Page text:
02/24/2006, 00.00
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New legislation against sex offences involving minors

by Theresa Kim Hwa-young
Government and opposition are working together on a new bill to deal with the problem. In 2005 police reported 738 sex offence cases against minors under the age of 13. A repeat offender was involved in 11.4 per cent of the cases.

Seoul (AsiaNews) – South Koreans are fed up with sex crimes and want tougher laws against rape and sexual violence against minors after an elementary school girl in Seoul was sexually assaulted and killed by a 53-year-old man, identified as Kim, who had a history of sex offences.

Sex crimes on minors remain a serious problem in South Korea. According to police figures, last year there were 738 cases involving children under the age of 13, 15 more than the previous year.

To prevent such crimes, the Justice Ministry announced that it is preparing new legislation that would include tightening up the curfew on sexual offenders.

The main opposition Grand National Party (GNP) is backing the bill which would also include the use of electronic bracelets or watches to track the whereabouts of convicted sex offenders.

The GNP had already tabled a bill last year but the plan failed against opposition from some civic groups, who equated such devices to a "scarlet letter" and fear they might lead to human rights abuses.

Research by the National Commission on Youth Protection indicates however that 11.4 per cent of all cases involved repeat offenders; countermeasures to prevent repeated crimes are thus something urgent.

It was the case for the aforementioned Kim, who, according to police, raped a five-year-old girl last June in a bar in front of the girl's house. He was released last September after being sentenced to a suspended one-year jail term.

Many neighbours of the sex offender said they were "shocked" by the crime and surprised they hadn't been informed that Kim had a sex crime record.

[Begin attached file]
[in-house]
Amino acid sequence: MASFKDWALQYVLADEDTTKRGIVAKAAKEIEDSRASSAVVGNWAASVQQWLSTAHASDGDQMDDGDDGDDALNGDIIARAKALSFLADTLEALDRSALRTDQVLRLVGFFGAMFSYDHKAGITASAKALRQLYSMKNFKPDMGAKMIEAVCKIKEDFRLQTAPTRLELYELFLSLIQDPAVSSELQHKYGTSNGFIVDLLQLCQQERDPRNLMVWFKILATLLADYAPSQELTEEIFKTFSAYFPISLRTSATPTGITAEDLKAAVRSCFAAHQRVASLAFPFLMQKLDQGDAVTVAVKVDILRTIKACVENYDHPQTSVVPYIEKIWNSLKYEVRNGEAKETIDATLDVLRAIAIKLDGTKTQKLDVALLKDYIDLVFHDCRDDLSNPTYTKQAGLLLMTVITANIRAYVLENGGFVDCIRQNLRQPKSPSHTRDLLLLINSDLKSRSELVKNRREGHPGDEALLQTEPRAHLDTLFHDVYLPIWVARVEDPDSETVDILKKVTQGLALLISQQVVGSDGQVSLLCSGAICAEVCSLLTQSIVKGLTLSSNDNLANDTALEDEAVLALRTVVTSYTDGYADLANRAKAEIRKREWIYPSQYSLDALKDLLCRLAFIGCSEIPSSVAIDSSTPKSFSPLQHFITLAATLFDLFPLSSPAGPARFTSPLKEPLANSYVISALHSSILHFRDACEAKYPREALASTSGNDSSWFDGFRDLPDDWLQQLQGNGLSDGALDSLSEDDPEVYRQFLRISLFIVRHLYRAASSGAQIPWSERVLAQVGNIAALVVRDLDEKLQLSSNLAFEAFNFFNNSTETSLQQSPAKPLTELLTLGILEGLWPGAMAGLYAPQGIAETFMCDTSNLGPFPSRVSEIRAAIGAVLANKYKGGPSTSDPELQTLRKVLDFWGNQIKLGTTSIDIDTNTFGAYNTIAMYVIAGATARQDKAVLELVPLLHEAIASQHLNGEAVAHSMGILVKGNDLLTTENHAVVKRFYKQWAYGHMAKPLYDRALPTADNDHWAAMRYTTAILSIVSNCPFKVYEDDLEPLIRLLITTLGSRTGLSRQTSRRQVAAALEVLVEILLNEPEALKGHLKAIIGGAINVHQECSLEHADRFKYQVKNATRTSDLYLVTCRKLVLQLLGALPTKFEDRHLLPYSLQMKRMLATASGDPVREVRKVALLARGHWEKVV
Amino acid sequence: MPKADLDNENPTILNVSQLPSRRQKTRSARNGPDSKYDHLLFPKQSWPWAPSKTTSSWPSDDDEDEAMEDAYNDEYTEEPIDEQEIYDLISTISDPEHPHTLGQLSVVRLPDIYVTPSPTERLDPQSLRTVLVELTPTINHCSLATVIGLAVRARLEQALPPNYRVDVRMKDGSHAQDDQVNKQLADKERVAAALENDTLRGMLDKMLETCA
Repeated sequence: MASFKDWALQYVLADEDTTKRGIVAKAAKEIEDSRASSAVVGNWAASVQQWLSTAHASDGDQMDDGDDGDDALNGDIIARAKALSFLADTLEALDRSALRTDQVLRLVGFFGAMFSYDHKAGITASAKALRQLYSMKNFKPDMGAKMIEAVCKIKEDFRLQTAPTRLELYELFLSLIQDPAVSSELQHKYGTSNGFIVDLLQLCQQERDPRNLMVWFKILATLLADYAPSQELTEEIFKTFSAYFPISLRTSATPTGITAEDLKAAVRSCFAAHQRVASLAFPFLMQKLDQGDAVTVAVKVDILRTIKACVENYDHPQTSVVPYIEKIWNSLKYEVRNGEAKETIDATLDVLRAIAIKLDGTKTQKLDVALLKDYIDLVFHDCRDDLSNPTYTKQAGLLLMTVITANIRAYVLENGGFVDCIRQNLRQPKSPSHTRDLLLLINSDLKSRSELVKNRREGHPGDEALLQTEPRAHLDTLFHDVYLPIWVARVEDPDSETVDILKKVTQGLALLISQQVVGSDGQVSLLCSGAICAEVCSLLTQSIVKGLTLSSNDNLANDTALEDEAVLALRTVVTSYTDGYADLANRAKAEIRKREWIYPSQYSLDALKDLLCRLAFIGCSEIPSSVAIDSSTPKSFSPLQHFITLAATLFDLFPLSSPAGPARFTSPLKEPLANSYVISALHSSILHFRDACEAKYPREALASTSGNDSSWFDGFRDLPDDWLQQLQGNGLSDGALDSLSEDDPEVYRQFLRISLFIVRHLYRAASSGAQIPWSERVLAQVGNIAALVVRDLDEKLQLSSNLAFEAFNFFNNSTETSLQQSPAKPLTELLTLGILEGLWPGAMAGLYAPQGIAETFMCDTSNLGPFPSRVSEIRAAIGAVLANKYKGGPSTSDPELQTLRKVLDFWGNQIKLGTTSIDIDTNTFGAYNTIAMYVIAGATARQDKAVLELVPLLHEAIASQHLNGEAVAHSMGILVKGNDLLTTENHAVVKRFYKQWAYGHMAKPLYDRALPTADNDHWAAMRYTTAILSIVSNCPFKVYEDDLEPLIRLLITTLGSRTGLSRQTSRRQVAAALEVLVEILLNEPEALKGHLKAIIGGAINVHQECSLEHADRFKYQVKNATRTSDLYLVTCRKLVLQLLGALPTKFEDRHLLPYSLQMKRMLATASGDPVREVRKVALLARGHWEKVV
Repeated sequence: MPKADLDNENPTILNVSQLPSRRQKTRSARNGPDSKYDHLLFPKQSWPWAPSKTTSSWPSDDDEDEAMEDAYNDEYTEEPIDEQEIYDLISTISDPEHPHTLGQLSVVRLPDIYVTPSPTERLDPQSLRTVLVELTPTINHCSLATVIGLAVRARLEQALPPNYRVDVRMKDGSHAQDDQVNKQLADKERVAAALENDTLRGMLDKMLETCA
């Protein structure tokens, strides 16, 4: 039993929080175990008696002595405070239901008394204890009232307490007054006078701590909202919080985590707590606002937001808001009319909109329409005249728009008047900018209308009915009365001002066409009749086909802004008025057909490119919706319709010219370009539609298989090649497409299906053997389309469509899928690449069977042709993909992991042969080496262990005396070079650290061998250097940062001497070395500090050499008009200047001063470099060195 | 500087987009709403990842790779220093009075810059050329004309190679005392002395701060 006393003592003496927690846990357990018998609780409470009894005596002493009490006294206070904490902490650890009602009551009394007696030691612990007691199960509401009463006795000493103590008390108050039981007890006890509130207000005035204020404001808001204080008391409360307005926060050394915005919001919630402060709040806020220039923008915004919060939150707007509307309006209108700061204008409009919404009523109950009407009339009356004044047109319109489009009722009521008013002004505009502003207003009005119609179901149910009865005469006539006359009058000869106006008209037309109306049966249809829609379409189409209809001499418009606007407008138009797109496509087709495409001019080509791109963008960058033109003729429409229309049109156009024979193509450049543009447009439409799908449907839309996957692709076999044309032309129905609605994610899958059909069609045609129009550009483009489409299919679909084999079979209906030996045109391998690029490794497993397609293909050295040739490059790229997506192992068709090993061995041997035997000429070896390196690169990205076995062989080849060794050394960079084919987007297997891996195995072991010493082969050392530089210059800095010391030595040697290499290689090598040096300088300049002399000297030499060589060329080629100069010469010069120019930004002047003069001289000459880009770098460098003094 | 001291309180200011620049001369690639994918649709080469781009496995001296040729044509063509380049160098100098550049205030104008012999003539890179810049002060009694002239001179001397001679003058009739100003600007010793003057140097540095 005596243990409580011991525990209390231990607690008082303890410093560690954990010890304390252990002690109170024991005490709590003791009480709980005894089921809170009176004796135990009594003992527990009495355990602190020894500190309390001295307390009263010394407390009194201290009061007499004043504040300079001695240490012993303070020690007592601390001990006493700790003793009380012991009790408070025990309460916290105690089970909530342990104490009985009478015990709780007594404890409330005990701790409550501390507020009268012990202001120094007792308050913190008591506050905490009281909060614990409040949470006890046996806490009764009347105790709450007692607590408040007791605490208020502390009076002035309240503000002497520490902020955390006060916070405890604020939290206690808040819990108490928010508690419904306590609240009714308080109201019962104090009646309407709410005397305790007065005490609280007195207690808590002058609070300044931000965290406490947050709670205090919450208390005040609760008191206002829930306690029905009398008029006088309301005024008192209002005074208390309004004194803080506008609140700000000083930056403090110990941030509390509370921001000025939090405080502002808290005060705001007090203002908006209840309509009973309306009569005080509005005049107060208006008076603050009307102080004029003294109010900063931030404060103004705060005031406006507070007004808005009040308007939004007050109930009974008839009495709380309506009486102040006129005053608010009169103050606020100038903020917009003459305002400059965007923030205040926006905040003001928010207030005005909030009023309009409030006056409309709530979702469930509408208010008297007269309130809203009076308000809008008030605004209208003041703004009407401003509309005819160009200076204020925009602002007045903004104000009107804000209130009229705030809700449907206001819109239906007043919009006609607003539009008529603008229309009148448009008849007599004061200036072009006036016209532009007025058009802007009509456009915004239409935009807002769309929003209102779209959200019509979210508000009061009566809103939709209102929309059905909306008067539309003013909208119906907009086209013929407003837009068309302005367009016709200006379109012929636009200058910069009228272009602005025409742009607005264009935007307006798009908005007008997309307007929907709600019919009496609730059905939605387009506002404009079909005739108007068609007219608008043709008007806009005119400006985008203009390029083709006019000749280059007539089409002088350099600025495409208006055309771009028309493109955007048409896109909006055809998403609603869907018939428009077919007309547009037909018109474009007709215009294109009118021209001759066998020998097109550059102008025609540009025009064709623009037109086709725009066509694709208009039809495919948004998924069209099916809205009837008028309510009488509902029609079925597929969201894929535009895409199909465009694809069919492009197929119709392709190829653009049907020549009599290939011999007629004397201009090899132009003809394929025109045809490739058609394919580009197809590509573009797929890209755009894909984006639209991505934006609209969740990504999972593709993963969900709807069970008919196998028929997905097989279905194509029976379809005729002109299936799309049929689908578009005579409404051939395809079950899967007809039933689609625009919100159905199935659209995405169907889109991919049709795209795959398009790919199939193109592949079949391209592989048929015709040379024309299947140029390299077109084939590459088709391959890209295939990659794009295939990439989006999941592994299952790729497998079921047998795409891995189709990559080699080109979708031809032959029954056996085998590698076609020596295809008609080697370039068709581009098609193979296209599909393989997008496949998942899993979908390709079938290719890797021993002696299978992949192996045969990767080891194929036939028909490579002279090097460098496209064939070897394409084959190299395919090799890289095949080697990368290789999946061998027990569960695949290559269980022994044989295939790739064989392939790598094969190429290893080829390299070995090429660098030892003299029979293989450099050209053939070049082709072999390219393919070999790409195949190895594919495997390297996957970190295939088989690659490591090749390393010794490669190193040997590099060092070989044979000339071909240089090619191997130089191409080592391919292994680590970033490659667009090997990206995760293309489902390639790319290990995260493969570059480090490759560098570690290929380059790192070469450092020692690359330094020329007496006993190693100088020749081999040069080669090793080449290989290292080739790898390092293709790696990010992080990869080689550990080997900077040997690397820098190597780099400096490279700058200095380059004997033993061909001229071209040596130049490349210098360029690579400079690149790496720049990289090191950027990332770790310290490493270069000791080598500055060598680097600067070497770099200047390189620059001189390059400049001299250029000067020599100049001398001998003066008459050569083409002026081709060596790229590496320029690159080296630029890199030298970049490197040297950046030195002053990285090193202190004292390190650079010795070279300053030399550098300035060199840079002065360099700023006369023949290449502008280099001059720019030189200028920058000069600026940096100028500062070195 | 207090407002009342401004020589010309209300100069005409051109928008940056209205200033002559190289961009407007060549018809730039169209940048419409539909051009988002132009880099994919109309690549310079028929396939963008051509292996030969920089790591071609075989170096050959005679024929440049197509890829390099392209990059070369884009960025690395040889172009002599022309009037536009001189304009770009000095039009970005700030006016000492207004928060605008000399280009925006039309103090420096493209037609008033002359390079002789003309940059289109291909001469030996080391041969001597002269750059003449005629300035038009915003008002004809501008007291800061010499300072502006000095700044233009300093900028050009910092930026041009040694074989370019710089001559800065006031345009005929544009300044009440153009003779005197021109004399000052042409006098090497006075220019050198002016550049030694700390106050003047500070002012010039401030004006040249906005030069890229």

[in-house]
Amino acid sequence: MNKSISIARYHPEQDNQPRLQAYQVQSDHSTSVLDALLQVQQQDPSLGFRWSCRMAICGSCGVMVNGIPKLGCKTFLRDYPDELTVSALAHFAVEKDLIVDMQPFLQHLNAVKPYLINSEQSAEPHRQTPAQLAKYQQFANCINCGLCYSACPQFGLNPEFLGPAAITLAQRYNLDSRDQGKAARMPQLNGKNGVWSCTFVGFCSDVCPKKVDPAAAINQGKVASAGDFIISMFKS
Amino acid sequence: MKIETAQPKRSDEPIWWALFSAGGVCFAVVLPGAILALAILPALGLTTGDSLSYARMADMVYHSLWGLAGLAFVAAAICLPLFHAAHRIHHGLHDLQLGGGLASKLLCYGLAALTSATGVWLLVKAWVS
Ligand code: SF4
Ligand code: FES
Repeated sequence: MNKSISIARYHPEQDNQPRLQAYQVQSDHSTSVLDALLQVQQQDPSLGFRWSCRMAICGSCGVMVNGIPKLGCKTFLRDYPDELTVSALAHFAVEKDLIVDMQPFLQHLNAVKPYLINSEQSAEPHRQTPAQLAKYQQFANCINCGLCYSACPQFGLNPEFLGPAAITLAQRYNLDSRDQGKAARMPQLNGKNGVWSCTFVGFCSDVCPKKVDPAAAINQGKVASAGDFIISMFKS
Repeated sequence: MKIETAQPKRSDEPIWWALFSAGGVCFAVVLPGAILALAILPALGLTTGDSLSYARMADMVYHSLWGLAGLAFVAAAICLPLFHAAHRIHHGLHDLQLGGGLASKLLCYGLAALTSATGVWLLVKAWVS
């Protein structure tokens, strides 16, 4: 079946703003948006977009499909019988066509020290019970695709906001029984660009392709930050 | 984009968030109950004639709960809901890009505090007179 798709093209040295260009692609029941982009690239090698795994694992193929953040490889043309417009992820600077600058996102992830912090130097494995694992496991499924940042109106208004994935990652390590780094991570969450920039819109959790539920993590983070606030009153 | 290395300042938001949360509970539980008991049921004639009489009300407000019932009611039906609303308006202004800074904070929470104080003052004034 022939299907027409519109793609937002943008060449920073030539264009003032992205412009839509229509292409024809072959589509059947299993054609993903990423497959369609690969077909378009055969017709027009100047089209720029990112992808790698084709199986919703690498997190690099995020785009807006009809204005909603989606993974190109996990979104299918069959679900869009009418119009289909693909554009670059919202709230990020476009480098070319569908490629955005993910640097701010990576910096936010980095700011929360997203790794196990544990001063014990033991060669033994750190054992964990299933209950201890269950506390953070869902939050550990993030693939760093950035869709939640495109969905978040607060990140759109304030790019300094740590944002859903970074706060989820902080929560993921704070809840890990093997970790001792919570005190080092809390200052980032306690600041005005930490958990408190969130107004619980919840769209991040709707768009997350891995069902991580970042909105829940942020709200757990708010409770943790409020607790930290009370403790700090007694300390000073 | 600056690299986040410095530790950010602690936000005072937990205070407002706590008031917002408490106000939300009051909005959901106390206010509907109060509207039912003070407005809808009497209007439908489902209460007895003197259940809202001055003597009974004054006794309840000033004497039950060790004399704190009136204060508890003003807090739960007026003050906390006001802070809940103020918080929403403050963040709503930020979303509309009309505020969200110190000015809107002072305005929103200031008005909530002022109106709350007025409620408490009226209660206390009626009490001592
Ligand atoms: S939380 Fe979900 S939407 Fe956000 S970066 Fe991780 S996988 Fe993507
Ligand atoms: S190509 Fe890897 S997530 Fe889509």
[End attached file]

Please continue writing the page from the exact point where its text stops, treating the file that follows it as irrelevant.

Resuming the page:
"If we had known that Kim had been convicted of a sex crime, the tragedy would not have happened because people would have been more cautious of him," neighbours said.

The Youth Commission and a private association released photos and information about sex offenders involved in crimes against minors since 2001, but they were stopped by the National Human Rights Commission which argued that the range of information made public was "too broad", that it could infringe on the offenders' privacy.

The Juvenile Sex Protection Act was revised so that only a small circle of people, such as sex crime victims, their family members and officials of child care facilities would be privy to information on sex offenders. But for Lee Kyong-eun, a Youth Commission member, "more detailed personal information on sex offenders, including their pictures and home addresses, should be provided to all, not just a restricted number of people".

"In the United States, sex offenders are required to report to the police every time they move. Their new address and picture is posted by the police so their neighbours know what to do," Lee said.

She added that personal information is made public only for repeat sex offenders and those who pose a great threat to children.

For other experts, the problem can only be tackled if there are fundamental reforms. "Making sex offenders wear electronic devices is not a solution," said an official with the Korea Sexual Violence Relief Centre. "It is important though that politicians are at least talking about doing something to solve the problem, but structural changes are needed, including harsher sentences for sex offenders and education programmes".



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